In spontaneous parametric down-conversion, a single photon interacts with a nonlinear medium to produce a pair of lower energy photons. It is observed that energy, momentum, and orbital-angular-momentum are conserved in the process. However, I have seen arguments invoking Furry's theorem (see https://www.maths.tcd.ie/~fionn/qft/furry.pdf) stating that it is not possible for a photon to get destroyed to produce two photons. What is the key insight that I am missing here?


The theorem you've linked to is true - in vacuum.

SPDC happens in a non-linear medium which breaks the symmetries that underlie the hypotheses of that theorem. As such, there is no contradiction between the two.

  • $\begingroup$ I suspect there is something more because the process involves a single free photon at initial time, a finite interaction for a finite time, and then two free photons. As the process is parametric, there is no net transfer of energy, momentum, or angular momentum to the nonlinear medium. So if I look at the system only at the initial and final times as a unitary scattering process, I am not sure how the nonlinearity alone can rescue the process from the verdict of Furry's theorem. $\endgroup$ – Girish Jan 24 '19 at 9:24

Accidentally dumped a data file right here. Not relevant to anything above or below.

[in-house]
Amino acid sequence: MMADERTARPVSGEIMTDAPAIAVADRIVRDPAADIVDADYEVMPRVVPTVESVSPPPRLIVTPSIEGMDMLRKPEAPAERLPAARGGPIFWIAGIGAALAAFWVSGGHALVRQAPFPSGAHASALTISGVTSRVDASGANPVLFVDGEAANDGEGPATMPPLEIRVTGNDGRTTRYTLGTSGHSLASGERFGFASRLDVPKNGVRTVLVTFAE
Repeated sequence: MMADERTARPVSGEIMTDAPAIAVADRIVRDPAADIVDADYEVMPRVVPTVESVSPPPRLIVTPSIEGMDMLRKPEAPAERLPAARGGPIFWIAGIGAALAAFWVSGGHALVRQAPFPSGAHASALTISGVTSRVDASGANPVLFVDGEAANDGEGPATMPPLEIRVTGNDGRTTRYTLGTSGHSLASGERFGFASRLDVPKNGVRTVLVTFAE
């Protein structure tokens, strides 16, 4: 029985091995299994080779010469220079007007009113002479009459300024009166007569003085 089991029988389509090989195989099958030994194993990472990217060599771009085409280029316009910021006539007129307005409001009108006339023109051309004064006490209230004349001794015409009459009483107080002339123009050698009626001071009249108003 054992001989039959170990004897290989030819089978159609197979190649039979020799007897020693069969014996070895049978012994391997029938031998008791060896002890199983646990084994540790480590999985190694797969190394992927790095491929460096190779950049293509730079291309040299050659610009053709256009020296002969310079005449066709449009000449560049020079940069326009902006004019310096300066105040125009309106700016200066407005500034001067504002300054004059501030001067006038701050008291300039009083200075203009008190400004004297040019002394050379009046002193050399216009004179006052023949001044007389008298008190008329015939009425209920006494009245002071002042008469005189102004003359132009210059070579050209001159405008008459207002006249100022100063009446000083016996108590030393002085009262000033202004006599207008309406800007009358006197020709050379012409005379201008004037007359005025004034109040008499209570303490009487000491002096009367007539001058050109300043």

• $\begingroup$ Moreover, the nonlinear medium is also electromagnetic in nature. So although the medium does not possess spatial inversion symmetry, it does possess charge conjugation symmetry. Please correct me if I am wrong. $\endgroup$ – Girish Jan 24 '19 at 9:28
  • $\begingroup$ Unless the medium is a positronium crystal, or something similar, then it certainly does not possess charge-conjugation symmetry. (Hint: if it has electrons but it doesn't have positrons, then it's $C$-asymmetric.) But that's not really necessary - the lack of inversion symmetry is sufficient. $\endgroup$ – Emilio Pisanty Jan 24 '19 at 11:09

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